On Election Day 2016, Crystal Mason went to vote after her mother insisted that she make her voice heard in the presidential election. When her name didn’t appear on official voting rolls at her polling place in Tarrant County, Texas, she filled out a provisional ballot, not thinking anything of it.
Ms. Mason’s ballot was never officially counted or tallied because she was ineligible to vote: She was on supervised release after serving five years for tax fraud. Nonetheless, that ballot has wrangled her into a lengthy appeals process after a state district court sentenced her to five years in prison for illegal voting, as she was a felon on probation when she cast her ballot.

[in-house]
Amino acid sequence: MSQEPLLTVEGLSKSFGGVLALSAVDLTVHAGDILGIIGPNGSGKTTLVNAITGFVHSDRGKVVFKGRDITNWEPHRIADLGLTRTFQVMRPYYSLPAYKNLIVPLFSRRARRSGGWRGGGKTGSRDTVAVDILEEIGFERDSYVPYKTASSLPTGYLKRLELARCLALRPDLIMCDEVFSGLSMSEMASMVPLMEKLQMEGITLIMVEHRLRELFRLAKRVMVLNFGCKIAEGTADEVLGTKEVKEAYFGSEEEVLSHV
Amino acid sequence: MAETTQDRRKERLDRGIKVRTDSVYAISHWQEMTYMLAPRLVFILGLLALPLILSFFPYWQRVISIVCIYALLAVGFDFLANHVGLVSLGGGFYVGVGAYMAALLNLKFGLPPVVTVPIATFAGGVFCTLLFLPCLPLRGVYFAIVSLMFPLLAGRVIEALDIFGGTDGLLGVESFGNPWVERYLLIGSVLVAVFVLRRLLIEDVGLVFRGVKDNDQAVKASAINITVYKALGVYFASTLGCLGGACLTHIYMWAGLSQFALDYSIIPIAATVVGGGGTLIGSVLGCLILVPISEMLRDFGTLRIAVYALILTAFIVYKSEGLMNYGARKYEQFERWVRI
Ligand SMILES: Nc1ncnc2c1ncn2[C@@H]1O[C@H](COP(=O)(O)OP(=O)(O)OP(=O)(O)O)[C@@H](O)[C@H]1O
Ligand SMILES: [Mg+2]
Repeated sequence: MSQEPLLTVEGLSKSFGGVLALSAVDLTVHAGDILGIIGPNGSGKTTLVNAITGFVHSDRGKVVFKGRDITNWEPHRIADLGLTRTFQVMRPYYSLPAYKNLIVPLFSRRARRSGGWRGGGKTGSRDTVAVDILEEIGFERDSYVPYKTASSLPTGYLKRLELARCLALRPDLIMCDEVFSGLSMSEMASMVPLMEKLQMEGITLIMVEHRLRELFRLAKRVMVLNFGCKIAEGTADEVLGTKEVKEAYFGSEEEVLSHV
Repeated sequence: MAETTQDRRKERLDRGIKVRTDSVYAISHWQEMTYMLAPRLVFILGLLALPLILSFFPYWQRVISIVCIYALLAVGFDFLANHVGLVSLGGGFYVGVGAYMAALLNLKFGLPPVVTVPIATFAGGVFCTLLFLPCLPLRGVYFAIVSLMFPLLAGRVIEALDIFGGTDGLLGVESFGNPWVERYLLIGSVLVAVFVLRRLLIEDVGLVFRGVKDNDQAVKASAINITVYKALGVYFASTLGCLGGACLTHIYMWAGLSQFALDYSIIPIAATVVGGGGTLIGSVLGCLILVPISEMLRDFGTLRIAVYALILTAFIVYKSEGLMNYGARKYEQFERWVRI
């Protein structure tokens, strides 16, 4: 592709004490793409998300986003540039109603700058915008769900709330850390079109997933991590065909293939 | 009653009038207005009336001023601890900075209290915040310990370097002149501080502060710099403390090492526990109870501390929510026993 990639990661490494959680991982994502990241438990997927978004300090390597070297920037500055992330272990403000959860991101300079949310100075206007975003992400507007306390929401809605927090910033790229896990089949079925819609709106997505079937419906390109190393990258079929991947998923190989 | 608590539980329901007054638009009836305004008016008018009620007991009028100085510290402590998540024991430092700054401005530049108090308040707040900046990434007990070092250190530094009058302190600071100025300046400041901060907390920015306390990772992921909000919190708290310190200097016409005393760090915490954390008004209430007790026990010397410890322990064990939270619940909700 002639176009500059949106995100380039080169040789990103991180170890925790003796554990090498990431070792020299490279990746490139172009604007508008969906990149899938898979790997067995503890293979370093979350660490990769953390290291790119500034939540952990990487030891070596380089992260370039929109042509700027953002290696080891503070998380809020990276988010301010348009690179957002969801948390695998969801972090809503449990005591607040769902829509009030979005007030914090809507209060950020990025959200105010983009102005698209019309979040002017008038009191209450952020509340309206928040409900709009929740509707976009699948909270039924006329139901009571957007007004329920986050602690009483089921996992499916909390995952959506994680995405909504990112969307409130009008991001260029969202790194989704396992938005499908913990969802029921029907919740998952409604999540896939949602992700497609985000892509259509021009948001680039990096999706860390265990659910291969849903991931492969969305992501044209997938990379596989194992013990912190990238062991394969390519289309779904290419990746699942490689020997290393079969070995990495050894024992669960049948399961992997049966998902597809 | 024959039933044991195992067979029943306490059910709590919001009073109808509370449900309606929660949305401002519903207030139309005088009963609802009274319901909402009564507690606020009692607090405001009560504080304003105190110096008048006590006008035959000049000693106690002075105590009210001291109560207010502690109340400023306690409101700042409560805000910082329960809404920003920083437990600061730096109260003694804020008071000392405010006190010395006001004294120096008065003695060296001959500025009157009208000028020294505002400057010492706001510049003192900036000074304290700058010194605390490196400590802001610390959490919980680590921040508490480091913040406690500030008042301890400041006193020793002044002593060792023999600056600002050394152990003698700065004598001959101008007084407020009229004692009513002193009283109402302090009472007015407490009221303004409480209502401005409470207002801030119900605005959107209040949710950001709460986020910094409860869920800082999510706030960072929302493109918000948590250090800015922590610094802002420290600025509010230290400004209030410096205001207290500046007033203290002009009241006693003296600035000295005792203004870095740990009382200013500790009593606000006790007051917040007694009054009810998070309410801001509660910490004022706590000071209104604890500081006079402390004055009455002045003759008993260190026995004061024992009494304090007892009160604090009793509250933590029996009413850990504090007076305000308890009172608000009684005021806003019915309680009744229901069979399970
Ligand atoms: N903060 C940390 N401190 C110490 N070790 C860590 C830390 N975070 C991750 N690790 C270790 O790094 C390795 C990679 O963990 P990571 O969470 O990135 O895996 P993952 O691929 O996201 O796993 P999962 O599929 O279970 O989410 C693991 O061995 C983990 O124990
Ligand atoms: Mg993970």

Ms. Mason maintains that she didn’t know she was ineligible to vote.
“This is very overwhelming, waking up every day knowing that prison is on the line, trying to maintain a smile on your face in front of your kids and you don’t know the outcome,” Ms. Mason said in a phone interview. “Your future is in someone else’s hands because of a simple error.”
The fact that the vote didn’t even count — trying to impact elections through individual voting fraud is essentially impossible even in theory — is a particularly critical takeaway. But making the rules as complex and opaque as possible and then throwing the book at people who don’t understand them is helpful if you don’t want (some classes of people) to vote.